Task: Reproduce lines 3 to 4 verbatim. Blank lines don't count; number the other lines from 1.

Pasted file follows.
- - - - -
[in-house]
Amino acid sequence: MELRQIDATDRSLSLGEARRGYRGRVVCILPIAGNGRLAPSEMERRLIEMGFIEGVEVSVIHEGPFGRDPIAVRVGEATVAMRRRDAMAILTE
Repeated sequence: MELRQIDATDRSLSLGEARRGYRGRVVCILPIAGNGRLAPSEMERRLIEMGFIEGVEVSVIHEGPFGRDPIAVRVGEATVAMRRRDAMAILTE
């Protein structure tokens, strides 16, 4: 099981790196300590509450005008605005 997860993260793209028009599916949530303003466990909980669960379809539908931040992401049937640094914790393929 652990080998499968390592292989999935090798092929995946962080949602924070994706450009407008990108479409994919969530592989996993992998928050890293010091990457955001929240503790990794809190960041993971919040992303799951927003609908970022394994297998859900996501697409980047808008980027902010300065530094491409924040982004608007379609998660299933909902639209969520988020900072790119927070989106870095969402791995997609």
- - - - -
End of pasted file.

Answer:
Repeated sequence: MELRQIDATDRSLSLGEARRGYRGRVVCILPIAGNGRLAPSEMERRLIEMGFIEGVEVSVIHEGPFGRDPIAVRVGEATVAMRRRDAMAILTE
């Protein structure tokens, strides 16, 4: 099981790196300590509450005008605005 997860993260793209028009599916949530303003466990909980669960379809539908931040992401049937640094914790393929 652990080998499968390592292989999935090798092929995946962080949602924070994706450009407008990108479409994919969530592989996993992998928050890293010091990457955001929240503790990794809190960041993971919040992303799951927003609908970022394994297998859900996501697409980047808008980027902010300065530094491409924040982004608007379609998660299933909902639209969520988020900072790119927070989106870095969402791995997609």